Wednesday, November 08, 2017 by Janine Acero
Researchers at William & Mary’s Virginia Institute of Marine Science (VIMS) have determined the role of oysters in reducing nutrient pollution through inference of the denitrification potential of microbiomes in the gut and shell of eastern oysters. The study is the first to identify and quantify the potential denitrifying nature of bacteria in oysters using a new computer program that interprets bacterial activity based on the sequences of ribosomal RNA genes.
In the study, the scientists explored the capability of microbiomes (community of microscopic organisms) living inside and on the oysters for denitrification.
According to lead author Ann Arfken, a VIMS Associate Professor, “Most studies addressing denitrification associated with oysters have focused on sediments in and around oyster reefs.”
Thanks to the results of the study, the researchers believe it is possible to reduce nutrient levels in coastal waters through an oyster restoration project. Unlike previous studies which focused on sediments for denitrification capabilities, the researchers focused on the oysters themselves. “We found that oyster shells contain unique microbial communities with higher denitrification activities than sediments,” according to study co-author B.K. Song. “It’s thus possible to reduce nutrients at the beginning of an oyster restoration project as shell microbiomes are actively removing fixed nitrogen.”
Studies of an organism’s genetic makeup are logistically and financially challenging. The researchers developed a solution to this challenge through a new computer program called “PAPRICA” – Pathway Prediction by Phylogenetic Placement – that allowed researchers to interpret metabolic pathways from gene sequences based on a small sub-unit of ribosome called 16S rRNA.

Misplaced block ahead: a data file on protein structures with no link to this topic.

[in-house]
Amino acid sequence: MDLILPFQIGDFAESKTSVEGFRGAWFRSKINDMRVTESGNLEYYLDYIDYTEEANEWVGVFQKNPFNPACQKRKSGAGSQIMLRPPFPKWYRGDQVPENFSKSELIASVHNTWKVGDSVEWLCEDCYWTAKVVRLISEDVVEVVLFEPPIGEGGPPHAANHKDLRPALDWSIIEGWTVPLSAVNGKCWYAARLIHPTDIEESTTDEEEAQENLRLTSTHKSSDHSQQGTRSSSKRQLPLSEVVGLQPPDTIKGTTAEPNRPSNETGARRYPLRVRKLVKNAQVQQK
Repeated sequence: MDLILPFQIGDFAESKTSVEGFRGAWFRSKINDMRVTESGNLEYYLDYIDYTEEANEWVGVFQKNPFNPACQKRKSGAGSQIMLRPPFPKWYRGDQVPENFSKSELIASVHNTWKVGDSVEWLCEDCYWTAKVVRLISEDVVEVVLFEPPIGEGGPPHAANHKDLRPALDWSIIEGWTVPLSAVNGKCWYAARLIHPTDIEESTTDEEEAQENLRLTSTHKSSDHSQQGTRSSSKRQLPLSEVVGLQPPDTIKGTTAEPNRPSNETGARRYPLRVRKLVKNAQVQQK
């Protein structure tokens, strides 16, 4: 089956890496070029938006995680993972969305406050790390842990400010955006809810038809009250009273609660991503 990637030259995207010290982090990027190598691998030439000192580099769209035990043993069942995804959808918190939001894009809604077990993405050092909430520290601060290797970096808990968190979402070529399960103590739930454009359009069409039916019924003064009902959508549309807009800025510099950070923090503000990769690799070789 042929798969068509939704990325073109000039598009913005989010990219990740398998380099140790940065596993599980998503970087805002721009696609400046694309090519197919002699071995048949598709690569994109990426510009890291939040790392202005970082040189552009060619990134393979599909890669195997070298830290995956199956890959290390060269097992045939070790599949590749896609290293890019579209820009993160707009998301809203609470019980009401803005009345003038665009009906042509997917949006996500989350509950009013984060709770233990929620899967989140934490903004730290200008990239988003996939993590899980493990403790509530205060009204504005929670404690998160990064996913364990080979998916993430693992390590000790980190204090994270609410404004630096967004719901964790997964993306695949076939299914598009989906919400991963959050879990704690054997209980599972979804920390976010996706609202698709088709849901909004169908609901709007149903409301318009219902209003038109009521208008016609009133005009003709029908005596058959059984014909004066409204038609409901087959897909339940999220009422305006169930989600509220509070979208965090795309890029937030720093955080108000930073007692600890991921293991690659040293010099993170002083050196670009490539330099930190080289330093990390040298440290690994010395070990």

Song explained: “We combined a customized genomic database with the PAPRICA program to identify bacteria carrying denitrification genes among the microbiomes associated with oyster guts, shells, and reef sediments. This would be somewhat like distinguishing among different human populations by comparing the number of stomach ailments with the gene needed to digest milk.”
Using this technique, the research team measured rates of denitrification among live oysters, oyster shells and sediments near oyster reefs. They discovered that live oysters and shells had higher denitrification potential and carried a particular gene sequence called nosZI that is an important denitrifier and which could effectively remove nitrogen in oyster reefs, according Arfken.
The study was a complex undertaking but the research team remains optimistic in conducting more studies to further validate the use of gene-based metabolic inferences as a reliable method in identifying potential in microbiomes. “We have to be careful when inferring denitrification and other metabolic processes from the presence of a gene in a bacterial genome,” said Arfken.
The study was published in the September 29 issue of PLOS ONE.
Oysters are bivalves that live in brackish or saltwater habitats, where they congregate in groups called “oyster reef.” Oyster reefs are a critical source of habitat and food for other animals. Oysters are filter feeders, consuming microscopic compounds such as phytoplankton, which contain nitrogen particles. This process significantly improves the quality and clarity of the water. Oysters (and other mollusks) are considered a keystone species, which means an ecosystem will collapse without them.
Denitrification is a facilitated process in the microbial level whereby the compounds nitrate and nitrite (found in soil, air, and water) are chemically reduced to nitrogen gas, which is relatively harmless, but could be highly toxic to aquatic life in excessive amounts. An excess in nitrogen in aquatic habitats can have devastating results such as lack of oxygen (marked “dead zones”), reduced harvests in fisheries, and loss of sea-grass habitat. One of the ecosystems to have suffered this phenomenon is the Chesapeake Bay. (Related: Massive oyster die-offs in Chesapeake Bay leave watermen jobless, local economy in shambles.)